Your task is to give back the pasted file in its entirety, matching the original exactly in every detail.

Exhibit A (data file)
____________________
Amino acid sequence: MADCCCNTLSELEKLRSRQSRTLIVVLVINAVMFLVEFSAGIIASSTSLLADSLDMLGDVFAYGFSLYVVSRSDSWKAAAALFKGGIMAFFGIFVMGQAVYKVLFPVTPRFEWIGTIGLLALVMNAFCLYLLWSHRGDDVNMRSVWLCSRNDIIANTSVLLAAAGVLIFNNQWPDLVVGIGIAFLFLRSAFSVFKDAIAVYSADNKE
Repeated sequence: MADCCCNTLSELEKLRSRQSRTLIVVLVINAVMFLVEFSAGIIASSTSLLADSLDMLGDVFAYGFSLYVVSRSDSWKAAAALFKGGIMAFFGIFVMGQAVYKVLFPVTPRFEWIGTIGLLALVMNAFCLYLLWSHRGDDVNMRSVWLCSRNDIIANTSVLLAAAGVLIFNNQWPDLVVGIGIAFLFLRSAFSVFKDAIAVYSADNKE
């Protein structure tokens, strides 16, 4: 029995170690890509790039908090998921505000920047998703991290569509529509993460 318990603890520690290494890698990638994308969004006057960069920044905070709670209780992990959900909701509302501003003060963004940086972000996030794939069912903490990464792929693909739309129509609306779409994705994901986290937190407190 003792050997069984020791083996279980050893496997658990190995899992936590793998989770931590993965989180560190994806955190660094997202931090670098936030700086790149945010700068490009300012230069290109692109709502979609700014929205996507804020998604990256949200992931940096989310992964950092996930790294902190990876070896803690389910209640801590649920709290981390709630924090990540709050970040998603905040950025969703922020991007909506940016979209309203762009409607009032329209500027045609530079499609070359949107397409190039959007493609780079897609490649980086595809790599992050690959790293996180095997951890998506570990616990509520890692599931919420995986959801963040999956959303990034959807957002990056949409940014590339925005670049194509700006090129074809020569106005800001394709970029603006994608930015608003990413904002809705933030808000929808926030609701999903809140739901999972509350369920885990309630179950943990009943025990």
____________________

Amino acid sequence: MADCCCNTLSELEKLRSRQSRTLIVVLVINAVMFLVEFSAGIIASSTSLLADSLDMLGDVFAYGFSLYVVSRSDSWKAAAALFKGGIMAFFGIFVMGQAVYKVLFPVTPRFEWIGTIGLLALVMNAFCLYLLWSHRGDDVNMRSVWLCSRNDIIANTSVLLAAAGVLIFNNQWPDLVVGIGIAFLFLRSAFSVFKDAIAVYSADNKE
Repeated sequence: MADCCCNTLSELEKLRSRQSRTLIVVLVINAVMFLVEFSAGIIASSTSLLADSLDMLGDVFAYGFSLYVVSRSDSWKAAAALFKGGIMAFFGIFVMGQAVYKVLFPVTPRFEWIGTIGLLALVMNAFCLYLLWSHRGDDVNMRSVWLCSRNDIIANTSVLLAAAGVLIFNNQWPDLVVGIGIAFLFLRSAFSVFKDAIAVYSADNKE
């Protein structure tokens, strides 16, 4: 029995170690890509790039908090998921505000920047998703991290569509529509993460 318990603890520690290494890698990638994308969004006057960069920044905070709670209780992990959900909701509302501003003060963004940086972000996030794939069912903490990464792929693909739309129509609306779409994705994901986290937190407190 003792050997069984020791083996279980050893496997658990190995899992936590793998989770931590993965989180560190994806955190660094997202931090670098936030700086790149945010700068490009300012230069290109692109709502979609700014929205996507804020998604990256949200992931940096989310992964950092996930790294902190990876070896803690389910209640801590649920709290981390709630924090990540709050970040998603905040950025969703922020991007909506940016979209309203762009409607009032329209500027045609530079499609070359949107397409190039959007493609780079897609490649980086595809790599992050690959790293996180095997951890998506570990616990509520890692599931919420995986959801963040999956959303990034959807957002990056949409940014590339925005670049194509700006090129074809020569106005800001394709970029603006994608930015608003990413904002809705933030808000929808926030609701999903809140739901999972509350369920885990309630179950943990009943025990």